There would be several possible approaches to building up such a testing facility, where provisions must be made for changing flexibly from one kind of procedural arrangement to another (and where the specific needs undoubtedly) can't be completely anticipated). On the one hand, one could develop special purpose switching and control equipment that incorporates enough special features to make it reasonably adaptable. This would not be inexpensive. On the other hand, one could build up experimental facilities around a small, general purpose digital computer, which could provide all the services of control and modification of detailed experimental procedures as well as performancedata analysis and record keeping. Each new kind of experimental setup then would require new development for only the practiceoperation facilities, the signal and monitoring transducers, and the computer program. One computer could be shared among any number of such setups (probably handling only one experiment in realtime operation at once), and would provide a maximum of allround experimental flexibility. It seems that if serious pursuit of automated skill training is to be undertaken, the development of experimental facilities around a computer should be given very serious consideration.

(NOTE: The computer facility that is planned at SRI for the Human Effectiveness Program would be ideal for such use.)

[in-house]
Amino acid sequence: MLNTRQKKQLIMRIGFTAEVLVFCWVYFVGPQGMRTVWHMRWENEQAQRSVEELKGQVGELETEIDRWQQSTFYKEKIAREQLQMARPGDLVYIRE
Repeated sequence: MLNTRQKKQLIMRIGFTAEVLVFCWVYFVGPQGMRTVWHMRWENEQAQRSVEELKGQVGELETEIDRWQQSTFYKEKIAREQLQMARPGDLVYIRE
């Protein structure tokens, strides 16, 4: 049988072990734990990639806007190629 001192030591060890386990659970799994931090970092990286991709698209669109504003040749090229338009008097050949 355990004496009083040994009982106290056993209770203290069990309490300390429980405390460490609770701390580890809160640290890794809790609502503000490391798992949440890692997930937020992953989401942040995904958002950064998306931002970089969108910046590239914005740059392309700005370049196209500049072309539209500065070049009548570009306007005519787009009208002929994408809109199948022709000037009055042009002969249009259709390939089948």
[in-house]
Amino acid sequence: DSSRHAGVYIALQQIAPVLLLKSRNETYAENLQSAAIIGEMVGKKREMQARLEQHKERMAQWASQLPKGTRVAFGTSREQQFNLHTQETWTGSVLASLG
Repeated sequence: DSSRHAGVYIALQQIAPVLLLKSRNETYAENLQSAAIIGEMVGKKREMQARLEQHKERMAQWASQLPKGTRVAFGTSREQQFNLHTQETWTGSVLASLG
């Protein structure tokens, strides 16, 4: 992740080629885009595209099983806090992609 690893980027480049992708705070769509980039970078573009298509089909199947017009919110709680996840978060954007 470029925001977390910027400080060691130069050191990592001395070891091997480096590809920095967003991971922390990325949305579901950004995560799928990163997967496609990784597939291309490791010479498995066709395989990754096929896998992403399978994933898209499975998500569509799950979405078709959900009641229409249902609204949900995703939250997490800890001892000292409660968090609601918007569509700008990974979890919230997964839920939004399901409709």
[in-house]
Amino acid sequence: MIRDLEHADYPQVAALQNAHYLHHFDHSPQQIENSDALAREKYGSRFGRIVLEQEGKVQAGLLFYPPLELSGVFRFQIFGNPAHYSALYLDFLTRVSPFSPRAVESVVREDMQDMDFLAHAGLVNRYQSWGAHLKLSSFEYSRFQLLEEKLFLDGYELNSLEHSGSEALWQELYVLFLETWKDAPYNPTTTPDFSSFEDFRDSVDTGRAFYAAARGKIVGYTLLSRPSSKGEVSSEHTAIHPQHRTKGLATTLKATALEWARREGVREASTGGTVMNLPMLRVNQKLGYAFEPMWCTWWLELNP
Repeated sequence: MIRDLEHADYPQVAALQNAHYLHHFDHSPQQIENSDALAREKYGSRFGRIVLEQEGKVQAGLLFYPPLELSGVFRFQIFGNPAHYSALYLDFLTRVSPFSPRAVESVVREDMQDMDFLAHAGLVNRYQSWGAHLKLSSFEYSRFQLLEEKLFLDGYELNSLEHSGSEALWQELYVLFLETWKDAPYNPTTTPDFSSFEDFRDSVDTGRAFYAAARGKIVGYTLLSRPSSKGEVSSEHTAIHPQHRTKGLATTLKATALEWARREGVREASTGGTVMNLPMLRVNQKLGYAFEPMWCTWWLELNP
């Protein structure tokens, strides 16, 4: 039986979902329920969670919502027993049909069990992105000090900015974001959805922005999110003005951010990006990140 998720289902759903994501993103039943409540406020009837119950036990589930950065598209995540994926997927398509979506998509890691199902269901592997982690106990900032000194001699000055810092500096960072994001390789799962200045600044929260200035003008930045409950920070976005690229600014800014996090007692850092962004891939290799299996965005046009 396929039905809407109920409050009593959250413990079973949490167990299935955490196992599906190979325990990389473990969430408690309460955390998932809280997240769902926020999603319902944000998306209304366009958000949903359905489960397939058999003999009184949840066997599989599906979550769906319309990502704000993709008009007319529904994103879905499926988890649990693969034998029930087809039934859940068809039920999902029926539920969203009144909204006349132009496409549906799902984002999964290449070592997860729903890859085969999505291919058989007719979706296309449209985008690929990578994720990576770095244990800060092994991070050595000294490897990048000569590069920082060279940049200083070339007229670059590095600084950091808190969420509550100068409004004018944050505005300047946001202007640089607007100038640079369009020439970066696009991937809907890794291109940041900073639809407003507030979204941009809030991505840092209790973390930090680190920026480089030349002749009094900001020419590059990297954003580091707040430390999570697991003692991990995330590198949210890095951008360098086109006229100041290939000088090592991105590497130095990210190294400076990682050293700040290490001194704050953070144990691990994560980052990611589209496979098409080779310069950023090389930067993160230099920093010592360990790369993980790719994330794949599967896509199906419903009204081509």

Douglas C. Engelbart December 13, 1961

2. Cue Stimuli Research

The nature of the physical stimuli to be used for cueing signals under different training situations would need some specific research attention. This would have to be coordinated with research on the possibilities for transducers that could convert the controlling electrical signals into the particular physical stimuli being considered. Some cueing signals have to be energized and elicit reaction in a very short time, which would tend to rule out chemical and thermal types of cutaneous excitation. However, these may prove useful for situations where speed is not important. Electrical currents would perhaps be the most convenient from an equipmentimplementation point of view, but they sometimes produce unpleasant sensations which might negatively affect the learning process. Research on cuesignal realization methods should begin soon after a decision is made to pursue cueprompted training automation in a serious manner.